Every time news breaks of another public shooting, I’ve come to have the same sinking thought: “What? No, not another one.” And then I automatically say a Hail Mary, a habit I’ve adopted on hearing news of any violent or otherwise untimely death.
I have little more to add, having grown weary of trying to come up with something new to say time after time after time after time. But after a week when the US has been hit especially hard by gun violence, the leadership of the United States Conference of Catholic Bishops does have something to say.
These statements – from Bishop Frank Dewane, chairman of the USCCB’s Committee on Domestic Justice and Human Development, with the latter two issued jointly by Bishop Dewane and USCCB president Cardinal Daniel DiNardo – diagnose the country’s gun violence problem as a plague, an epidemic against life, a social disease. They include calls for prayer and action, for legislative change and cultural change. We need all of these, and have for a long time.
Except for the references to the specifics of each tragic situation, these are the full responses.
To the shooting in El Paso, TX:
The Lord calls us to comfort those who mourn and to be peacemakers in a violent world. We pray, and we must, for the victims and their families. The Church should act in ways that heal and support all those affected by gun violence. It is disturbing that our society would seem to allow some to feel comfort in being violent. Our legislators must make changes to our gun policy to prevent the loss of life. As Americans, we must be honest with ourselves that we have a sickness, almost a plague, with the problem of gun violence. As Christians, we must look to the cross, repentant of the ways that have led us to this point and, with God’s grace, abandon such senseless, inhuman acts. Let us resolve to make the sacrifices necessary to end the violent killing that saturates our nation.
Something remains fundamentally evil in our society when locations where people congregate to engage in the everyday activities of life can, without warning, become scenes of violence and contempt for human life. The plague that gun violence has become continues unchecked and spreads across our country.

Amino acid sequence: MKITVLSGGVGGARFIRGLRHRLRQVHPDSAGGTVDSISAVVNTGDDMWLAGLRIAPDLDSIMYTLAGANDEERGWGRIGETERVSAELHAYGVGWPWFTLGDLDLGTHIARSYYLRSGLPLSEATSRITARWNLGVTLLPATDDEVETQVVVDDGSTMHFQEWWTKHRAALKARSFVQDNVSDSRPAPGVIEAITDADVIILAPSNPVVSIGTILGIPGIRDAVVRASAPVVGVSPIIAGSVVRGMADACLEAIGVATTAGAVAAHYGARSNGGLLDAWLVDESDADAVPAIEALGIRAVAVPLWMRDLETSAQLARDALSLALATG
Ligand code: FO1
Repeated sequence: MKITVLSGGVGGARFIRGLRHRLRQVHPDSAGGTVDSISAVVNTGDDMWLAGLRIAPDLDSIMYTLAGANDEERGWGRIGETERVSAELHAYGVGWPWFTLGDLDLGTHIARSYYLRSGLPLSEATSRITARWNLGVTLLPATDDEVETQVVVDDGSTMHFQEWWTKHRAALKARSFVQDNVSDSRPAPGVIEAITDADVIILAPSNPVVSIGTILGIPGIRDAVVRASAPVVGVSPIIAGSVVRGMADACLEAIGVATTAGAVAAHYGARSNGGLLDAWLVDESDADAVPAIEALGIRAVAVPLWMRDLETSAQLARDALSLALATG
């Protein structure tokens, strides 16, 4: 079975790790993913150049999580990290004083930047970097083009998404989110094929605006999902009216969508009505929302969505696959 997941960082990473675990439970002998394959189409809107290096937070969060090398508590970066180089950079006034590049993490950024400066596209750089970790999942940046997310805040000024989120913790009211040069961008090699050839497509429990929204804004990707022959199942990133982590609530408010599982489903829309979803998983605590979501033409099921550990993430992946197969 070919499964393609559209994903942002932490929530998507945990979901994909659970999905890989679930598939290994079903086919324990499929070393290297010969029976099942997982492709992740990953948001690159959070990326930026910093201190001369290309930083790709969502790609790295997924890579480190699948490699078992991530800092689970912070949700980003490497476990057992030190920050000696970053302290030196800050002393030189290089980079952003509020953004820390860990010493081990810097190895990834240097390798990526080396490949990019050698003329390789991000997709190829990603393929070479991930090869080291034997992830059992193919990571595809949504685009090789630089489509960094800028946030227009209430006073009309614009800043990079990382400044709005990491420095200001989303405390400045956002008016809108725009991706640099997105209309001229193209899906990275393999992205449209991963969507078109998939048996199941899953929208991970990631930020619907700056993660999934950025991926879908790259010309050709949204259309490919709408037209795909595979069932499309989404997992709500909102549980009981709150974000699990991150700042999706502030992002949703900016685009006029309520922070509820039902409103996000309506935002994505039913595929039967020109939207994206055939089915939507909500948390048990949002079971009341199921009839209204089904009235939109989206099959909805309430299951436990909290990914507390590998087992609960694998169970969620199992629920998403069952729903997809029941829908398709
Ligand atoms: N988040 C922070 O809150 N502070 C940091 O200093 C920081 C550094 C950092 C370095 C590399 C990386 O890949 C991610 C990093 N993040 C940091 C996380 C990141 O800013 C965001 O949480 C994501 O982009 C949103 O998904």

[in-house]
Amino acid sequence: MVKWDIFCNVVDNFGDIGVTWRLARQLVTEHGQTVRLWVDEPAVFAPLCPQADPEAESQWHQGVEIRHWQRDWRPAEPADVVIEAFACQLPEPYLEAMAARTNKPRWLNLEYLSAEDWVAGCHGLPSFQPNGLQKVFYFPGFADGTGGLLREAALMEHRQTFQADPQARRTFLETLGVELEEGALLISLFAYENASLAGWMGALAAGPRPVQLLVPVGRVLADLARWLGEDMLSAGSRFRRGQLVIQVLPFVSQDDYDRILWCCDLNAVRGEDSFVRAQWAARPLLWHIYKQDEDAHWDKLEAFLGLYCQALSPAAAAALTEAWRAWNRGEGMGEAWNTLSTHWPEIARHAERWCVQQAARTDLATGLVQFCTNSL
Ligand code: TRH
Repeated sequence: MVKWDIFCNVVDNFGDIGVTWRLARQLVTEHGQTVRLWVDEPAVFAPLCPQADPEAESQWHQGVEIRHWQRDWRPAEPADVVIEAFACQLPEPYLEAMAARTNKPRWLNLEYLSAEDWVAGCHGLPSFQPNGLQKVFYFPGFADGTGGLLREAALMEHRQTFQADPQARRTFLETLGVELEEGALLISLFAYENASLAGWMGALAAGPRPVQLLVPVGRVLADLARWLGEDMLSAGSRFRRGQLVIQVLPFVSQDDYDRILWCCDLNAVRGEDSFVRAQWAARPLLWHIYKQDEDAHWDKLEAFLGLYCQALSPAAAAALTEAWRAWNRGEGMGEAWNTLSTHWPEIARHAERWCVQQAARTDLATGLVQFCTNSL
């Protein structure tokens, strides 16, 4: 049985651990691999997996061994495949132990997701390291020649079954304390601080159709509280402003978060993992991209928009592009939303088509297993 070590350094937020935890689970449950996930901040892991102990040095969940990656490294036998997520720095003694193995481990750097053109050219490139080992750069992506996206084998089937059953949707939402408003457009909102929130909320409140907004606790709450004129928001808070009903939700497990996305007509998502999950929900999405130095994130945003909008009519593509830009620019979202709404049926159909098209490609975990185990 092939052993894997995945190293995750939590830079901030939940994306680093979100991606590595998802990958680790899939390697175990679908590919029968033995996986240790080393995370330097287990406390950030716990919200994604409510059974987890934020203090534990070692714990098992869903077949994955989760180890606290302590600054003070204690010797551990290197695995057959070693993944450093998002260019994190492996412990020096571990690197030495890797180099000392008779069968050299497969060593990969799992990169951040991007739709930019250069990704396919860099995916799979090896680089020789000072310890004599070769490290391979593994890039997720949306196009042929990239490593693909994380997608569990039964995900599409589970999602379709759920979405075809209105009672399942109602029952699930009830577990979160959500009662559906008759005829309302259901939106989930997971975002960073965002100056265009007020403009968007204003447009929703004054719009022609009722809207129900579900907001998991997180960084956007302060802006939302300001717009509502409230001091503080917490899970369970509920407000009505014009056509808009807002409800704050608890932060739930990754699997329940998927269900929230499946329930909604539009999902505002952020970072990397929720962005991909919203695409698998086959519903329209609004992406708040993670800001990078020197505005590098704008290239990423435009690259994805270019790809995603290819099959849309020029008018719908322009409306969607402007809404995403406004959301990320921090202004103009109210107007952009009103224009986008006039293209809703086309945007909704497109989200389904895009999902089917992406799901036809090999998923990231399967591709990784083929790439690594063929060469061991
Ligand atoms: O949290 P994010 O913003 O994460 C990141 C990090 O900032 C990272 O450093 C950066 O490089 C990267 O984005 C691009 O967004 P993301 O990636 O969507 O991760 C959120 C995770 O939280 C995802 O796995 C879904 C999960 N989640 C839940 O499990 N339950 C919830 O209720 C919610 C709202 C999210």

Things must change. Once again, we call for effective legislation that addresses why these unimaginable and repeated occurrences of murderous gun violence continue to take place in our communities. As people of faith, we continue to pray for all the victims, and for healing in all these stricken communities. But action is also needed to end these abhorrent acts.
The lives lost this weekend confront us with a terrible truth. We can never again believe that mass shootings are an isolated exception. They are an epidemic against life that we must, in justice, face. God’s mercy and wisdom compel us to move toward preventative action. We encourage all Catholics to increased prayer and sacrifice for healing and the end of these shootings. We encourage Catholics to pray and raise their voices for needed changes to our national policy and national culture as well. We call on all relevant committees of the United States Conference of Catholic Bishops to outline a reinvigorated policy agenda and pastoral campaign to address ways we can help fight this social disease that has infected our nation. The Conference has long advocated for responsible gun laws and increased resources for addressing the root causes of violence. We also call upon the President and Congress to set aside political interests and find ways to better protect innocent life.
Some will surely accuse the bishops of speaking out too much on this issue, and others, of not speaking out enough. But while it remains to be seen whether and how it will unfold into further action, I am thankful that they have spoken in this way. From a Christian perspective, this is not, or shouldn’t be, a partisan issue. For the Church’s shepherds in a society so plagued by this “epidemic against life,” it is a pastoral issue – and for all of us, a life issue.
Lord, giver of life, have mercy on us.